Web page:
Intranasal Oxytocin and Social Cognition, Implicit Preferences and Craving in Alcohol Drinkers
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|ClinicalTrials.gov Identifier: NCT01829516|
Recruitment Status : Completed
First Posted : April 11, 2013
Results First Posted : June 27, 2016
Last Update Posted : July 27, 2016
|Condition or disease||Intervention/treatment||Phase|
|AOD Use, Abuse, and Dependence||Drug: Oxytocin Drug: Placebo||Phase 4|
Impaired social functioning is an important feature of substance use disorders. Social deficits are a risk factor for developing substance use disorders as well as a consequence of substance abuse. Improved social functioning is also a key goal of effective substance abuse treatments. While treatment of disrupted social networks is a mainstay of psychosocial substance abuse treatments, there are currently no pharmacological interventions aimed at improving social functioning in individuals with substance use disorders. Oxytocin administration may shift preference from substance related cues to social cues and may decrease subjective craving for alcohol.
The specific aims are:
- To examine the effects of intranasal oxytocin administration on social cognition in moderate to heavy social alcohol drinkers.
- To examine the effects of intranasal oxytocin administration on alcohol craving.
- To examine the effects of intranasal oxytocin administration on implicit preferences for drug-related and social stimuli in moderate to heavy social alcohol drinkers.
|Study Type :||Interventional (Clinical Trial)|
|Actual Enrollment :||32 participants|
|Intervention Model:||Crossover Assignment|
|Masking:||Double (Participant, Investigator)|
|Official Title:||The Effects of Intranasal Oxytocin on Social Cognition, Implicit Preferences and Craving in Moderate to Heavy Social Alcohol Drinkers|
|Study Start Date :||May 2013|
|Actual Primary Completion Date :||May 2014|
|Actual Study Completion Date :||November 2014|
50 moderate to heavy social alcohol users will receive a single dose 40 IU of intranasal oxytocin.
Other Name: Syntocinon
Placebo Comparator: Placebo
50 moderate to heavy social alcohol users will receive a single dose 40 IU of intranasal placebo.
NOTE: This is a cross-over design and subjects will participate in both arms.
- Change in Craving on the Alcohol Urge Questionnaire (AUQ) After Administration of Oxytocin vs. Placebo During the 3-week Study. [ Time Frame: Measured just prior to and after each of the water and alcohol cues at visits 2 and 3. ]Change in craving represented by the mean difference in Alcohol Urge Questionnaire (AUQ) craving scores between alcohol and water cues (e.g., a positive alcohol-water score indicates cue-induced craving) after administration of oxytocin vs. placebo during the 3-week study. Craving for alcohol was assessed prior to the water and alcohol cues and again after each stimulus presentation using the 8-item Alcohol Urge Questionnaire (AUQ) (Bohn et al., 1995), in which subjects indicate how much they agree or disagree with statements regarding their alcohol craving on a 7-point Likert scale. AUQ craving scores are calculated by averaging responses to the 8 items. Each item is scored on a 1 to 7 scale (Strongly Disagree = 1 and Strongly Agree = 7). Items 2 and 7 are reverse scored. A total score is computed by averaging the item scores and ranges from 1 to 7. Higher scores reflect greater craving.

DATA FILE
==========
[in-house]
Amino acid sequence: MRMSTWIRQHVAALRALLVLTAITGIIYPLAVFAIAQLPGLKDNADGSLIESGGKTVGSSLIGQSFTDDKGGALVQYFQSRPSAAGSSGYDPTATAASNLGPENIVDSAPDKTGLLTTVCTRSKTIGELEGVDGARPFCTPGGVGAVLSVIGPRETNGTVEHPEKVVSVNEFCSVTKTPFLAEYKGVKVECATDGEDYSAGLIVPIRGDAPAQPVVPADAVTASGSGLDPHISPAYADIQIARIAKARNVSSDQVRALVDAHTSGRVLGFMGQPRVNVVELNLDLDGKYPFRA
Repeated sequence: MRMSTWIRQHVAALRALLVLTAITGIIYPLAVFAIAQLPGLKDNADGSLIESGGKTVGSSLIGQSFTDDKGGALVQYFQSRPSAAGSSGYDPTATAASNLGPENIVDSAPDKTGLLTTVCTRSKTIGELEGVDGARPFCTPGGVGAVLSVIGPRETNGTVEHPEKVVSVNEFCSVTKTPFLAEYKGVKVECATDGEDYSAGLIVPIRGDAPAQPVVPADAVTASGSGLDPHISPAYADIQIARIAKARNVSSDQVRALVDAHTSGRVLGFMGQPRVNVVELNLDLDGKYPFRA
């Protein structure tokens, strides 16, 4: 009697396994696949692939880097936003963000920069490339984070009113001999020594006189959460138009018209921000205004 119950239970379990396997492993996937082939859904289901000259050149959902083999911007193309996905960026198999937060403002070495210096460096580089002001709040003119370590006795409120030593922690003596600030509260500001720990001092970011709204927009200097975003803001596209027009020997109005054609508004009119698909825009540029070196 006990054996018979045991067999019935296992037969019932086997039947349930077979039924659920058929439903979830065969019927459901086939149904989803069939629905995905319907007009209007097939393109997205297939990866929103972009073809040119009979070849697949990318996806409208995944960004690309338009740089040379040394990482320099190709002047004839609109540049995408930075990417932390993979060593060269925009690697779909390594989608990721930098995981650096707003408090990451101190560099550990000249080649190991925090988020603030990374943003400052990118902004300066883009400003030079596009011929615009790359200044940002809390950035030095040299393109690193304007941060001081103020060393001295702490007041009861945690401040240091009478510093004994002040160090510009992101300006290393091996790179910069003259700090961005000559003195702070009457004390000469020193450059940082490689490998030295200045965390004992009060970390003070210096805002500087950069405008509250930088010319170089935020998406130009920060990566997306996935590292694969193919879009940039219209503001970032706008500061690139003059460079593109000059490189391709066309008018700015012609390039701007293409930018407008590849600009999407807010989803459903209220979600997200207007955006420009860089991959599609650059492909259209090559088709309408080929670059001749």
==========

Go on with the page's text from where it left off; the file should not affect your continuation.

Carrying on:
- Average Percentage of Correct Responses on a Social Perception Task, Reading the Mind in the Eyes Test (RMET) After Administration of Oxytocin vs. Placebo During the 3-week Study. [ Time Frame: Administered at visits 2 and 3 ]We will examine the effects of intranasal oxytocin administration on overall RMET performance in moderate to heavy social alcohol drinkers after placebo or oxytocin administration. The RMET has 28 items. Each item is an cropped photo of a person's eyes with four emotion labels around it. The subjects are asked to select which one of the four emotion words best describes the emotion that the eyes are showing. RMET is scored by adding up the total number of correct responses (range 0-28). The mean percent correct is then calculated.
To learn more about this study, you or your doctor may contact the study research staff using the contact information provided by the sponsor.
Please refer to this study by its ClinicalTrials.gov identifier (NCT number): NCT01829516
|United States, California|
|Ernest Gallo Clinic and Research Center|
|Emeryville, California, United States, 94608|
|Principal Investigator:||Josh Woolley, MD, PhD||University of California, San Francisco|